Thirty years after they served together in Vietnam, a former Navy Corpsman Larry "Doc" Shepherd re-unites with his old buddies, former Marines Sal Nealon and Reverend Richard Mueller, to bury his son, a young Marine killed in the Iraq War.
Follows tour guide, historian and flâneur Timothy 'Speed' Levitch as he visits the monumentally ignored monuments of America's cities, from the shoe gardens of San Francisco to the luckiest subway grate in New York City.
Timothy 'Speed' Levitch,
John C. McDonnell,
In November 1937, high school student and aspiring thespian Richard Samuels takes a day trip into New York City. There, he meets and begins a casual friendship with Gretta Adler, their friendship based on a shared love and goal of a profession in the creative arts. But also on this trip, Richard stumbles across the Mercury Theatre and meets Orson Welles, who, based on an impromptu audition, offers Richard an acting job as Lucius in his modern retelling of Julius Caesar, which includes such stalwart Mercury Theatre players as Joseph Cotten and George Coulouris. Despite others with official roles as producer John Houseman, this production belongs to Welles, the unofficial/official dictator. In other words, whatever Welles wants, the cast and crew better deliver. These requests include everything, even those of a sexual nature. Welles does not believe in conventions and will do whatever he wants, which includes not having a fixed opening date, although the unofficial opening date is in ...Written by
As an independent feature, the production needed to make creative use of every penny of its limited budget and found a solution in basing the production in London, where a combination of Pinewood Studios and some imaginatively chosen locations brought New York to life. And thanks to some visual trickery, the imposing scale and distinctive architecture of the bustling city was vibrantly recreated on a comparative shoestring. See more »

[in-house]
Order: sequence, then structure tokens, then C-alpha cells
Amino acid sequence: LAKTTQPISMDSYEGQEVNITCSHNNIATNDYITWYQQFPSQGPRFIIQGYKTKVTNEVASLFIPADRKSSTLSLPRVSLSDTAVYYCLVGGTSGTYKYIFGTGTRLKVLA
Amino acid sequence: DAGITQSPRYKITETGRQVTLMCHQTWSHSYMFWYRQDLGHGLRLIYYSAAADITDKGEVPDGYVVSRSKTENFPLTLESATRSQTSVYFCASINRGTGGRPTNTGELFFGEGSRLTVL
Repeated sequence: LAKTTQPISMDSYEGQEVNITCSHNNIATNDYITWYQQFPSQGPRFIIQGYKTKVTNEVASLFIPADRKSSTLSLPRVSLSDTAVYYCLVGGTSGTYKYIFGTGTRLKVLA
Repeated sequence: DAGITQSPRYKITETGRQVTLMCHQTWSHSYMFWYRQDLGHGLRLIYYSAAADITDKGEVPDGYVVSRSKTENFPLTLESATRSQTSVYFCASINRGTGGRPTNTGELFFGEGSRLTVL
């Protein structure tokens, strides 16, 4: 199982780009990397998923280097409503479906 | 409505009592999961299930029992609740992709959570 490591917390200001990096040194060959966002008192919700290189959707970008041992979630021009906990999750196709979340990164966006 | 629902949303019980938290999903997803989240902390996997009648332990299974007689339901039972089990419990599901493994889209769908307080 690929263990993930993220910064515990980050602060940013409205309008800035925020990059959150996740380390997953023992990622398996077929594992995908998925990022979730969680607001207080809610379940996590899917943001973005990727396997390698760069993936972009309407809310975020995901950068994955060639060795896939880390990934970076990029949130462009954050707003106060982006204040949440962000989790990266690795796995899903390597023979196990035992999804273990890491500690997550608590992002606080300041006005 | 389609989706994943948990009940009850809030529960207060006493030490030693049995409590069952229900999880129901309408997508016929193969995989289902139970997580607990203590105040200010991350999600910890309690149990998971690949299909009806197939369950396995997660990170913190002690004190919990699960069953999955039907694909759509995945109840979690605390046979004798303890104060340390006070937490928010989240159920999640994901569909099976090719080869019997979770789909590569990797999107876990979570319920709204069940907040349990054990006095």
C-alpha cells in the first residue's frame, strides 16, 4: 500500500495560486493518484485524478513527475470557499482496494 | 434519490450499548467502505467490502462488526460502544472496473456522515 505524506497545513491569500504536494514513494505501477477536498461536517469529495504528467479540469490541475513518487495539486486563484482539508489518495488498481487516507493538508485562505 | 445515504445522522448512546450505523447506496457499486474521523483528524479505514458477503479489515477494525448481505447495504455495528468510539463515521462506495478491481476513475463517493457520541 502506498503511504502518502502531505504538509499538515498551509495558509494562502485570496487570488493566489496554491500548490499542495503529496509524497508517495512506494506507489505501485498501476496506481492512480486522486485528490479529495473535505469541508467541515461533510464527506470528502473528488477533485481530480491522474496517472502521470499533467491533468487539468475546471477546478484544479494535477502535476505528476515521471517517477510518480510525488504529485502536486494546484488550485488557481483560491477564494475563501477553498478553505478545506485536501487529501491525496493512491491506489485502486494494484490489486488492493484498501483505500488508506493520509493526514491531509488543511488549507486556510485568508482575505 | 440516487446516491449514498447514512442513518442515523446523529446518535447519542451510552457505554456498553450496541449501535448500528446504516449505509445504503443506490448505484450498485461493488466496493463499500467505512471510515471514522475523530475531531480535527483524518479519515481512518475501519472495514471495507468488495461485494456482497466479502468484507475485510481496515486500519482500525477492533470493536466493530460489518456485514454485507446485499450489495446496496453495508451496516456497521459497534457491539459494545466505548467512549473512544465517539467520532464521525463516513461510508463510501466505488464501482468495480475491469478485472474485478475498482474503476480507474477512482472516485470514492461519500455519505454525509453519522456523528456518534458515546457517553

Richard accompanies Orson to 485 Madison Ave (CBS) for a "recording session" for a radio show ("The First Nighter" program). At this time (1937) and until the late 40s network programs were broadcast live, never recorded. Most programs were produced live twice, once for the East Coast and three hours later from the West Cost. See more »
By the year of 1592, Shakespeare was already an actor, and a playwright. Records of how his stage career began have not survived. We do know that in 1594 he joined a theater troupe. Called... anyone remember? Not everyone at once now. The Lord Chamberlain's Men.
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Gilson Lavis is listed as "Drumer" instead of "Drummer". See more »
Considering the fanatic cult following that Richard Linklater has developed with films like Waking Life, Before Sunrise/Sunset, and A Scanner Darkly, let me preface this review by saying that I'm not a Linklater devotee. If Linklater is endowed with a species of genius, I must confess complete ignorance to it. Indeed, my favorite Linklater film was School of Rock, and he has always impressed me more by the breadth of his work and his willingness to challenge the conventions of film than by any individual film. It's perhaps this maverick spirit that drew him to do a film about Orson Welles.